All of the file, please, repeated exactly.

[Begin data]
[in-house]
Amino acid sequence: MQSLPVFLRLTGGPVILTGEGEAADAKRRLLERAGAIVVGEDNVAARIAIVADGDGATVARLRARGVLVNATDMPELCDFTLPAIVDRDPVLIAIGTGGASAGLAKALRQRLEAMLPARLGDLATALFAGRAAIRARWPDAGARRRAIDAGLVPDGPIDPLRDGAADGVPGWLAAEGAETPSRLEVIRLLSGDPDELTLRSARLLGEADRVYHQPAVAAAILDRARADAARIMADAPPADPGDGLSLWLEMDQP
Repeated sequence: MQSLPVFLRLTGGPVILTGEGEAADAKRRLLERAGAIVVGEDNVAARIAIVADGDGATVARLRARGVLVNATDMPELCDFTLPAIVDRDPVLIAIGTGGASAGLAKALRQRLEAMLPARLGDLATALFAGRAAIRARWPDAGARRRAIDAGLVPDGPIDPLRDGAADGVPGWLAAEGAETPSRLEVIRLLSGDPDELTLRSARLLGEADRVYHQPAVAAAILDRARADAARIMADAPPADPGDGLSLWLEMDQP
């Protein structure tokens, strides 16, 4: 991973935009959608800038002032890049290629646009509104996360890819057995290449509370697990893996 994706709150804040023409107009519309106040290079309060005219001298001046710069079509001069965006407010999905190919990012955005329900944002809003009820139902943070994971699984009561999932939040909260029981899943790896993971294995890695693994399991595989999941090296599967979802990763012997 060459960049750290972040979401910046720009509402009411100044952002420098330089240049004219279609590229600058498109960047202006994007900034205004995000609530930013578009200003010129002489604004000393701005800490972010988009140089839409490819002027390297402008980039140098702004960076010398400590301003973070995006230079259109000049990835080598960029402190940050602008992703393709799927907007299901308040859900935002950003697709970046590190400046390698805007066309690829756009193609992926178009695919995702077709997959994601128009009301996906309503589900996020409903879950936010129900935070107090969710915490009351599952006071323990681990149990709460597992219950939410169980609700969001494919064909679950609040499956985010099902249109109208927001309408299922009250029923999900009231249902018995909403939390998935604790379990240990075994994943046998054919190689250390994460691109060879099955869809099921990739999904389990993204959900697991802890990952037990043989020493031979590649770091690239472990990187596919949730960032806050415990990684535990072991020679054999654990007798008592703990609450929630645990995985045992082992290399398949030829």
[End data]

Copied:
[in-house]
Amino acid sequence: MQSLPVFLRLTGGPVILTGEGEAADAKRRLLERAGAIVVGEDNVAARIAIVADGDGATVARLRARGVLVNATDMPELCDFTLPAIVDRDPVLIAIGTGGASAGLAKALRQRLEAMLPARLGDLATALFAGRAAIRARWPDAGARRRAIDAGLVPDGPIDPLRDGAADGVPGWLAAEGAETPSRLEVIRLLSGDPDELTLRSARLLGEADRVYHQPAVAAAILDRARADAARIMADAPPADPGDGLSLWLEMDQP
Repeated sequence: MQSLPVFLRLTGGPVILTGEGEAADAKRRLLERAGAIVVGEDNVAARIAIVADGDGATVARLRARGVLVNATDMPELCDFTLPAIVDRDPVLIAIGTGGASAGLAKALRQRLEAMLPARLGDLATALFAGRAAIRARWPDAGARRRAIDAGLVPDGPIDPLRDGAADGVPGWLAAEGAETPSRLEVIRLLSGDPDELTLRSARLLGEADRVYHQPAVAAAILDRARADAARIMADAPPADPGDGLSLWLEMDQP
């Protein structure tokens, strides 16, 4: 991973935009959608800038002032890049290629646009509104996360890819057995290449509370697990893996 994706709150804040023409107009519309106040290079309060005219001298001046710069079509001069965006407010999905190919990012955005329900944002809003009820139902943070994971699984009561999932939040909260029981899943790896993971294995890695693994399991595989999941090296599967979802990763012997 060459960049750290972040979401910046720009509402009411100044952002420098330089240049004219279609590229600058498109960047202006994007900034205004995000609530930013578009200003010129002489604004000393701005800490972010988009140089839409490819002027390297402008980039140098702004960076010398400590301003973070995006230079259109000049990835080598960029402190940050602008992703393709799927907007299901308040859900935002950003697709970046590190400046390698805007066309690829756009193609992926178009695919995702077709997959994601128009009301996906309503589900996020409903879950936010129900935070107090969710915490009351599952006071323990681990149990709460597992219950939410169980609700969001494919064909679950609040499956985010099902249109109208927001309408299922009250029923999900009231249902018995909403939390998935604790379990240990075994994943046998054919190689250390994460691109060879099955869809099921990739999904389990993204959900697991802890990952037990043989020493031979590649770091690239472990990187596919949730960032806050415990990684535990072991020679054999654990007798008592703990609450929630645990995985045992082992290399398949030829």